Christmas Bird Count Bastion
Texas birder Bill Graber celebrates his 50th, and final, year as the Bolivar Peninsula count's compiler.
Five decades ago, when Bill Graber started the Bolivar Peninsula Christmas Bird Count in southeastern Texas, the brown pelican's future was in doubt. The widespread use of DDT had made the birds' eggshells too thin, causing the parents to unintentionally crack them during incubation. Despite these setbacks, the species could still be found in small numbers along the Texas coast--but Graber had never seen one during his annual tally. In 1977 his luck changed.
"Lo and behold, in the air, turning around in big circles, was a single brown pelican," says the father of three, "the first we had had in 15 years of doing our count." For another decade the lone pelican--a species Graber now calls "dirt common"--was the sole representative of its kind for the Bolivar count. It left quite an impression. "We've had some really rare birds," Graber says, "but that one episode was one of the high points in 49 years of doing this count."
Today about 30 people participate in Graber's count, guided by this knowledgeable man, who keeps a world list, a Texas list, even a Jefferson County list. Graber, who's been an Audubon member for 60 years, has six bookshelves overflowing with bird guides. Six-feet-two and ruddy complexioned, he wears his hearing aids only when birding or listening to calls. He has become his town's go-to birding source, and years as the compiler have made him a self-taught authority when it comes to Texas' coastal birds.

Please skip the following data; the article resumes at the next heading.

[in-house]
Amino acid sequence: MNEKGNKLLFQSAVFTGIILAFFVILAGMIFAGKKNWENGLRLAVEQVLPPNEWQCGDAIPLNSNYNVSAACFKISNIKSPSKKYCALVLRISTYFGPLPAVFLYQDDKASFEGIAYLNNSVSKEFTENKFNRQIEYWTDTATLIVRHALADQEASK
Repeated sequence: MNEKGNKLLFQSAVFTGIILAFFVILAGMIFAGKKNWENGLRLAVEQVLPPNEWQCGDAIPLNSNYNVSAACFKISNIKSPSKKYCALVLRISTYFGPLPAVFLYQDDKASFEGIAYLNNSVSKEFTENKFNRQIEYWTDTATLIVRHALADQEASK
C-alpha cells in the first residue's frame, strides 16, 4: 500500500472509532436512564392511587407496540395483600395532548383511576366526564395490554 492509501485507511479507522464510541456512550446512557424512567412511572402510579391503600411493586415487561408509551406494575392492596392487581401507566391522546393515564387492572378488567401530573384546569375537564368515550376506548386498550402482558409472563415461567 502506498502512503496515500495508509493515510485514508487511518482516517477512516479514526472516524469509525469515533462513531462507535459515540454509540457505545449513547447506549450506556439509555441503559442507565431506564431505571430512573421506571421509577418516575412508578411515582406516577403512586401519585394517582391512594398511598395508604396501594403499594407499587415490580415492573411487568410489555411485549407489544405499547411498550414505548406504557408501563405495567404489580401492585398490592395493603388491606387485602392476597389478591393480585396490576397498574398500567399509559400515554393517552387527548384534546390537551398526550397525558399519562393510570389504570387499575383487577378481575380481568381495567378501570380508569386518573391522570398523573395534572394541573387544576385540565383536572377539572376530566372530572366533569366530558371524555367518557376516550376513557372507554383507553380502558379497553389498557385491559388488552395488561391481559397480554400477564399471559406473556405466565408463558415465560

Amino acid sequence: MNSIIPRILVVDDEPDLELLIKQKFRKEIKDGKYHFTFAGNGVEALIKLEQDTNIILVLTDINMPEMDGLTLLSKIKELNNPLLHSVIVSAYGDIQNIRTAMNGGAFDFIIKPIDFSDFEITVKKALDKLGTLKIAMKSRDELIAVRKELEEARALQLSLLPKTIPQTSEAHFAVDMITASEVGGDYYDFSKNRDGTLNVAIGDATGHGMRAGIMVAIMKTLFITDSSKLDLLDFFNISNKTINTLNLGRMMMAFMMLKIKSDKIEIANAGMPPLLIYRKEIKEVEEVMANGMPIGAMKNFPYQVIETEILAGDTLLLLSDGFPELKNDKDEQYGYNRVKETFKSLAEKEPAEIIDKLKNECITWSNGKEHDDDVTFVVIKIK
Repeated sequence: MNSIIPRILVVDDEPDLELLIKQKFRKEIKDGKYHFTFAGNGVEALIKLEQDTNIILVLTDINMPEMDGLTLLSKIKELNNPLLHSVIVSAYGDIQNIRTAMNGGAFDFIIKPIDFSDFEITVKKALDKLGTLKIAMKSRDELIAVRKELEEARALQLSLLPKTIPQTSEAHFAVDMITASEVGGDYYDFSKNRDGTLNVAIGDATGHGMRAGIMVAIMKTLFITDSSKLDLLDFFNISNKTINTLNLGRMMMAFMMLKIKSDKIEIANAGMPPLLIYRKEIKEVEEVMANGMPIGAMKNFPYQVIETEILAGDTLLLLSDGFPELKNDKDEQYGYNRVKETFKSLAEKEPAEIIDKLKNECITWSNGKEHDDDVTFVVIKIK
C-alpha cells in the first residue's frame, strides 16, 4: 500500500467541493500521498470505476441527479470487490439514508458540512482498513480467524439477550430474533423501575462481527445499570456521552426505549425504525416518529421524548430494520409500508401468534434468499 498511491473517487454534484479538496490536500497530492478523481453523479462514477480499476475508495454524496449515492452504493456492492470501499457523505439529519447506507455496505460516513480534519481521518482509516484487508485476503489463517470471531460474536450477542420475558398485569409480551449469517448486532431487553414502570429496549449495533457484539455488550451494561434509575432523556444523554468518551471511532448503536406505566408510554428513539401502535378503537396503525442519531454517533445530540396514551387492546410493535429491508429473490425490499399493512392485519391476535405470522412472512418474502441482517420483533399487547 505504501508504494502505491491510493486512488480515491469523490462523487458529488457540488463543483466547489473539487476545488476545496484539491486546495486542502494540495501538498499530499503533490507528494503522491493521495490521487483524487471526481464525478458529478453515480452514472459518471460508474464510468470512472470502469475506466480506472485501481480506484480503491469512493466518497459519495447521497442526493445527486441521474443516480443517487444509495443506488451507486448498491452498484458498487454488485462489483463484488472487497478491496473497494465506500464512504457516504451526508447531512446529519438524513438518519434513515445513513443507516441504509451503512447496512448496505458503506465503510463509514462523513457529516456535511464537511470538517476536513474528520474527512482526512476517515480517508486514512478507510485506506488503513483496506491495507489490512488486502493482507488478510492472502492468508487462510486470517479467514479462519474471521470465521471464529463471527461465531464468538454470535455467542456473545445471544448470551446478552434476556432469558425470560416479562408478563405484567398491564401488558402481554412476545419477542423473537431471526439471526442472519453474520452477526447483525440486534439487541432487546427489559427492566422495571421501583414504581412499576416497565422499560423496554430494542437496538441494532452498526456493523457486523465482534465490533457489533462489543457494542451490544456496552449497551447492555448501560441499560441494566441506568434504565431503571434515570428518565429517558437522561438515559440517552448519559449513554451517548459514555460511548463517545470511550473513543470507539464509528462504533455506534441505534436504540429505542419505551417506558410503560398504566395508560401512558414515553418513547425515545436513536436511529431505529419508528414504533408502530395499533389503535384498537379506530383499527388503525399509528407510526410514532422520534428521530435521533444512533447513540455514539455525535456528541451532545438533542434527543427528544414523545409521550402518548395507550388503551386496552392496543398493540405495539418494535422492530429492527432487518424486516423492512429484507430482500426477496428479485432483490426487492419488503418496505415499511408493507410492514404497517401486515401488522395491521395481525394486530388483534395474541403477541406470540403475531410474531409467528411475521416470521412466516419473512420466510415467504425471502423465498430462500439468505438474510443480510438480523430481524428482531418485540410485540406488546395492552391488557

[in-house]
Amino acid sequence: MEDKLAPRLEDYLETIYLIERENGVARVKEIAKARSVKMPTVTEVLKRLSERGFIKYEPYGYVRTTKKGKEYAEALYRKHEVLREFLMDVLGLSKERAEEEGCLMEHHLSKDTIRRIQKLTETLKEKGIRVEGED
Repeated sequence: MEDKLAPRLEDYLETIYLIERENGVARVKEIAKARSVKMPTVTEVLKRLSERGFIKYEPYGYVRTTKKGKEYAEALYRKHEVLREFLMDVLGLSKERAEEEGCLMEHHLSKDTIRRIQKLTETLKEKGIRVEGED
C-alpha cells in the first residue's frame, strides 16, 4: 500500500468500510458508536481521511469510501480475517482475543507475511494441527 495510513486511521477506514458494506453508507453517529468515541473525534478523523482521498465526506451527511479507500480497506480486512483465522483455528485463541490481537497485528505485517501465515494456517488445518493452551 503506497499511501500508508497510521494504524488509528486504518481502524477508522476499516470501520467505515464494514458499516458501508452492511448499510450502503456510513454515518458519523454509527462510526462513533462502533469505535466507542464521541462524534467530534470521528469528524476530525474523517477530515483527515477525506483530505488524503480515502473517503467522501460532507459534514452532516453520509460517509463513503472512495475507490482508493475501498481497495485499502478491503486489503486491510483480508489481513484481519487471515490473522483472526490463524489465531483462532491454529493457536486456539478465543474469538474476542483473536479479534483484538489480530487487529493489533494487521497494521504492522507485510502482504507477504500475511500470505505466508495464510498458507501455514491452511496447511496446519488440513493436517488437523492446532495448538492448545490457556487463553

Graber welcomes anyone's participation in the Bolivar count. Longtime birding companion Royce Pendergast describes Graber's leadership style as easygoing and laid back, though he's also somewhat of a perfectionist. "In retrospect, there were a lot more birds [that first year]," Graber says. "Where were they, and why didn't we get them? The answer is lack of experience." Graber tweaked and modified his CBC strategy until he came up with a technique that was just right--and one he still employs. "I ask the same people to go back to the same area year after year," says Graber, a retired urologist. "Because of that, they get to be expert as far as knowing what birds are in their areas, knowing where the microhabitats are, what birds they should be finding there, what birds are unusual." One CBC year, his counting technique resulted in 197 species tallied (the group averages about 180).
Graber's data have also shed valuable light on wintering birds in Texas. For example, Bolivar Peninsula tallies revealed that the number of northern birds spending winter on the Texas coast--species like pine siskins and slate-colored juncos--has decreased, and that birds from the Texas-Mexico border have started showing up for the first time. "Birds like white-winged doves, caracaras, and white-tailed kites are birds that we get every year now that for the first 15 or 20 we didn't at all," Graber says. "A few northern birds [no longer] come this far south." Pendergast calls this information a good barometer for what's really happening in the environment, and both she and Graber say they believe these changes result from warmer temperatures.
Such avian acumen comes from Graber's deep intimacy with his count. "I was 29 when I started. I'm 78 now. So the 50 years just cost me my youth," he says good-naturedly. Aside from the reliable data these bird counts provide, there's another important aspect: "They're fun to do," Graber says. He plans to continue participating in Bolivar, but with a half-century under his belt, he's happy to hand over the compiling to a new, younger generation.